• $\begingroup$ I'm not sure I understand your question: $m_n(\omega)$ is an atomic measure, just the convex combination of $n$ point masses. I don't see how to describe it or its limit points in terms of a convolution. $\endgroup$ – Vaughn Climenhaga Dec 6 '13 at 13:20
  • $\begingroup$ Dear @VaughnClimenhaga, I never received a notification for the answer I give below. Is there something not clear, or do I miss something about the problem? $\endgroup$ – Stéphane Laurent Aug 4 '16 at 17:59
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If at least one of $\alpha$ or $\beta$ is an irrational multiple of $\pi$ then you do get equidistribution (almost surely). I'm sure this is a folklore type result; but one place where I know it can be found is a paper of Lagarias and Soundararajan (http://arxiv.org/pdf/math/0509175.pdf) which appeared in JLMS. See Theorem 4.1 there. The context for that paper is that the $(3x+1)$ map where one multiplies either by a number close to $3/2$ or multiplies by $1/2$ at least initially follows such a pattern, and therefore exhibits Benford's law.

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Define the two rotations $T_i(x) = x+\alpha_i$ and define the $[T_1,T_2]$-endomorphism of the space $(0,1) \times \{0, 1\}^\mathbb{N}$ by $$[T_1,T_2]\bigl(x, (\epsilon_0, \epsilon_1, \ldots)\bigr)=\bigl(T_{\epsilon_0}(x), (\epsilon_1, \epsilon_2, \ldots)\bigr).$$ Your first question is highly close to the ergodicity of $[T_1,T_2]$.

Let me translate this problem in the language of probability theory. When $E$ is an endomorphism of a Lebesgue space $(Z,\nu)$, take a random variable $Y_0 \sim \nu$ and define the stationary process $(Y_n)$ by $Y_n = E^n(Y_0)$ for $n \geq 0$. The ergodicity of $E$ means that the averages $n^{-1}\sum_{i=0}^{n-1}f(Y_i)$ go to $E[f(Y_0)]$ for all $f \in L^1$.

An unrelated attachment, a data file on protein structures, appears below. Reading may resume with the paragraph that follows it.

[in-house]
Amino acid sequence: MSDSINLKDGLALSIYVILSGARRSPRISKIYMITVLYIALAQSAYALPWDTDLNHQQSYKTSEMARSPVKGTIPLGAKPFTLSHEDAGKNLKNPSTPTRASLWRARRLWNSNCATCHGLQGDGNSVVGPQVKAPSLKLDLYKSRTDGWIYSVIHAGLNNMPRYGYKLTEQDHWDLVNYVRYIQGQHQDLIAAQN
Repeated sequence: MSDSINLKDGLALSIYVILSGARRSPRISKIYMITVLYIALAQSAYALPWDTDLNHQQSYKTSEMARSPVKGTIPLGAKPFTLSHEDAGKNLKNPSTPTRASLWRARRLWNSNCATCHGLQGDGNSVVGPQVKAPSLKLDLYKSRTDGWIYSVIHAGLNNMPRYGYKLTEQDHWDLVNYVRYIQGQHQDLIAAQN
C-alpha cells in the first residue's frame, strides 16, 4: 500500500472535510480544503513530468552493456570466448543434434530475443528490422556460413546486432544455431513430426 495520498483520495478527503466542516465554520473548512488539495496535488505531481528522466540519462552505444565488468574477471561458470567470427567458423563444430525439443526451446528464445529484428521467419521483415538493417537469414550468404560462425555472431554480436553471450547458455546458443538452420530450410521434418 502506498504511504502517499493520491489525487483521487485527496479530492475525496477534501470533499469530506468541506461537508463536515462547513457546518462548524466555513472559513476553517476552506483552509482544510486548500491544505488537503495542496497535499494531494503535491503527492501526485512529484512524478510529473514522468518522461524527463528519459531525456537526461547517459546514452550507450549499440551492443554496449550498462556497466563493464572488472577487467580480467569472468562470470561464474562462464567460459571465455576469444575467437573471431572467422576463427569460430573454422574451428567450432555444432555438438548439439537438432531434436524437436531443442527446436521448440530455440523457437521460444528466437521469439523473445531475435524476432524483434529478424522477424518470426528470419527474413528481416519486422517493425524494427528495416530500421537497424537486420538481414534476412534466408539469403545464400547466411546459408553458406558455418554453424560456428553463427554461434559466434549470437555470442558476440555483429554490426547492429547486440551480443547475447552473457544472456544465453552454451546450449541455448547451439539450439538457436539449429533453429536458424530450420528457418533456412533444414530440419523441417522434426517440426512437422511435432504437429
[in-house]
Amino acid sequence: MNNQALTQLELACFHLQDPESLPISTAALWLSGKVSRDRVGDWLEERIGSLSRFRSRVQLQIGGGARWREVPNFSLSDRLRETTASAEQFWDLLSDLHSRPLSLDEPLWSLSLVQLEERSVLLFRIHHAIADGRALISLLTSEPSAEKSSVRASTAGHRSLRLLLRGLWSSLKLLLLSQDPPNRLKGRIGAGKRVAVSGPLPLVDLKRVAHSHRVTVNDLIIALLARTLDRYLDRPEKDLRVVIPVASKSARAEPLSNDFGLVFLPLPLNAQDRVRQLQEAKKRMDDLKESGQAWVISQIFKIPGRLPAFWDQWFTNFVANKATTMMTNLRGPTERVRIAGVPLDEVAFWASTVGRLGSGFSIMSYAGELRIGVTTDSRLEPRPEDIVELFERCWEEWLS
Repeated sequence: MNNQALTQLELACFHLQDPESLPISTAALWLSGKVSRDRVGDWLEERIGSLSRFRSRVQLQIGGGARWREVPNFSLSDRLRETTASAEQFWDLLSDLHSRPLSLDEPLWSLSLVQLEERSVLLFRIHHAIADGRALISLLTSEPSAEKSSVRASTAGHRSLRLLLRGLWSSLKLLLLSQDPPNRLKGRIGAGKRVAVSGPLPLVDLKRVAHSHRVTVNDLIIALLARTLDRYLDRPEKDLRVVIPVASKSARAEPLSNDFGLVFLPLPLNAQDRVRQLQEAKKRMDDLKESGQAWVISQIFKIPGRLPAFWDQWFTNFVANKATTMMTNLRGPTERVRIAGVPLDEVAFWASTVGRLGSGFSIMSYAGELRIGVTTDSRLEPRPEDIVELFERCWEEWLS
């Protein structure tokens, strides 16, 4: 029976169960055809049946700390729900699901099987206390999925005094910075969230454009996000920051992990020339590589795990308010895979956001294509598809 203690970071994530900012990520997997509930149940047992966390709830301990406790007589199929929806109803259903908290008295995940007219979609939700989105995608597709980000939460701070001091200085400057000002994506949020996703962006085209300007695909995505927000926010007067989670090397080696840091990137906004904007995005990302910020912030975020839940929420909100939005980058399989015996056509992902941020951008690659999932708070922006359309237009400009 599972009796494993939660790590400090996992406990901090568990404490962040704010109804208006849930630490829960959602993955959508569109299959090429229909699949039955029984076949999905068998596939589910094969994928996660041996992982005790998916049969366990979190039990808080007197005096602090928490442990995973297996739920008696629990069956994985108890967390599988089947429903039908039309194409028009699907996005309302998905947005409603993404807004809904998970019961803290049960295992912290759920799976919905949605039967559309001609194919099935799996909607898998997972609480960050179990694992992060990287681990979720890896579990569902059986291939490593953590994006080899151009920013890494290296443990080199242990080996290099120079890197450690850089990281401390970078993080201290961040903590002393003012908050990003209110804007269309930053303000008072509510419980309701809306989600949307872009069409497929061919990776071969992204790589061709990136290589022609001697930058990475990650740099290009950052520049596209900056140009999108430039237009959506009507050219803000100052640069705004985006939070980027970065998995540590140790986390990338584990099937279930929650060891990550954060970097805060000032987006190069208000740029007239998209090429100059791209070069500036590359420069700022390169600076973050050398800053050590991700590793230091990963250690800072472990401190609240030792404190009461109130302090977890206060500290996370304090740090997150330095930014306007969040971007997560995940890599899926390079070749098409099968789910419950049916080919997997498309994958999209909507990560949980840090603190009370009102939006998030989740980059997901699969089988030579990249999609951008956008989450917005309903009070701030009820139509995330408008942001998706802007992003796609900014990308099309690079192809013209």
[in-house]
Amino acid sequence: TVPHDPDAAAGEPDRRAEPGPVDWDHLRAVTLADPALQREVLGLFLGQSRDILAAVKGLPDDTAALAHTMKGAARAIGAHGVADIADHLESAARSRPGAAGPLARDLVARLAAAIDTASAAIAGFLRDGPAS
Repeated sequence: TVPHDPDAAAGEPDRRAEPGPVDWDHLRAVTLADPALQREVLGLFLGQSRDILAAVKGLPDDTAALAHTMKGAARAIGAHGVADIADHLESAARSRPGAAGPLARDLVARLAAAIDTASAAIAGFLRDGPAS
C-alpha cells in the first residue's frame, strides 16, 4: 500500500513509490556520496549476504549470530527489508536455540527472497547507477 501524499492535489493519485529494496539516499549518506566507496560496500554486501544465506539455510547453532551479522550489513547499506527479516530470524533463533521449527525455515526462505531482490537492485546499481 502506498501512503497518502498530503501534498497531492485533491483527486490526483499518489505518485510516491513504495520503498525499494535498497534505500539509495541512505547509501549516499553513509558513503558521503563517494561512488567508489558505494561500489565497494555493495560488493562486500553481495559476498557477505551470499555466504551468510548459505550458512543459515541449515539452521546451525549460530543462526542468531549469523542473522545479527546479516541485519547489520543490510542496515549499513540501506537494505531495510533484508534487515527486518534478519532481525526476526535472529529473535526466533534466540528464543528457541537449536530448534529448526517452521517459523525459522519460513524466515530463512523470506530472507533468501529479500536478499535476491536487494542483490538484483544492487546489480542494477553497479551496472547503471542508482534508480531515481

Now, still in the general context of the endomorphism $E$, define the decreasing sequence of $\sigma$-fields $(\mathcal{F}_n)$ by ${\cal F}_n=\sigma(X_n, X_{n+1},\ldots)$. Ergodicty of $T$ is implied by the degeneracy of ${\cal F}_\infty$, and this property is called the exactness of $E$.

Now let us go back to your context. Ergodicity of $[T_1,T_2]$ implies that your averages of $\delta$-measures go to the Lebesgue measure for almost all $x_0$ in $(0,1)$ and almost all $(\epsilon_0, \epsilon_1, \ldots)$.

I claim that $[T_1,T_2]$ is exact when $\alpha_1-\alpha_0$ is irrational. Here the random variables $Y_n$ are $Y_n=\bigl(X_n, (\epsilon_n, \epsilon_{n+1}, \ldots)\bigr)$. The reversed filtration $(\mathcal{F}_n)$ is also generated by the process $\bigl(X_n-n\alpha_0, (\epsilon_n, \epsilon_{n+1}, \ldots)\bigr)$. The point is the following one: one would get this process (I mean a process with the same distribution) from the $[\textrm{Id},T]$-endomorphism, where $\textrm{Id}$ is the identity of $(0,1)$ and $T(x) = x + (\alpha_1-\alpha_0)$. In Meilijison's paper Mixing properties of a class of skew-products, it is proved that $[\textrm{Id},T]$ is exact whenever $T^2$ is ergodic.